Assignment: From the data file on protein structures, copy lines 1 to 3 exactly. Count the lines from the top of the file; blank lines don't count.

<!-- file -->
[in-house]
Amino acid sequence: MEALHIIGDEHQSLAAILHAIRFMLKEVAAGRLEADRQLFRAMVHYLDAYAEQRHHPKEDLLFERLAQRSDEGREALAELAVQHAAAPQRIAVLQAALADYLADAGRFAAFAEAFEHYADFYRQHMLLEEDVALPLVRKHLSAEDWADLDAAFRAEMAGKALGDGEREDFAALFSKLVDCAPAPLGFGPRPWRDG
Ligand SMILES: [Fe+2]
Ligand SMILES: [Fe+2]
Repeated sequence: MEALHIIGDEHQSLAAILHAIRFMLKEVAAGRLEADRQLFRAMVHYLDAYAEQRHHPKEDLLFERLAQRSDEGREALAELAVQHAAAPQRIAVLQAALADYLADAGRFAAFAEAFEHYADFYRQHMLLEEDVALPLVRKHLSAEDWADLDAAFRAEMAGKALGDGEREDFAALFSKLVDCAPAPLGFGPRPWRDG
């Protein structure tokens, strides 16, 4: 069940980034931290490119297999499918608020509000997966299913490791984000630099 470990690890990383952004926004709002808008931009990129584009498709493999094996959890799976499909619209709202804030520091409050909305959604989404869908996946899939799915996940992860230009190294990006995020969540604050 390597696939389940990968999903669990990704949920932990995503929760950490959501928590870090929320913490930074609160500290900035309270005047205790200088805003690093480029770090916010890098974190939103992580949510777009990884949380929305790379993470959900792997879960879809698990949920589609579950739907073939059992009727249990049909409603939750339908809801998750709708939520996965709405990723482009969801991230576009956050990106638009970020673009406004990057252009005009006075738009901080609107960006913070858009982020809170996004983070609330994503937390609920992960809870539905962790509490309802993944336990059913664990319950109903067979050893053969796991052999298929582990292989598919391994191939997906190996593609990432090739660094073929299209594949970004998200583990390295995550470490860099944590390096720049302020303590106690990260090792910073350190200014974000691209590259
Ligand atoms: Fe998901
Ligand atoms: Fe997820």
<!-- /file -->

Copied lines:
[in-house]
Amino acid sequence: MEALHIIGDEHQSLAAILHAIRFMLKEVAAGRLEADRQLFRAMVHYLDAYAEQRHHPKEDLLFERLAQRSDEGREALAELAVQHAAAPQRIAVLQAALADYLADAGRFAAFAEAFEHYADFYRQHMLLEEDVALPLVRKHLSAEDWADLDAAFRAEMAGKALGDGEREDFAALFSKLVDCAPAPLGFGPRPWRDG
Ligand SMILES: [Fe+2]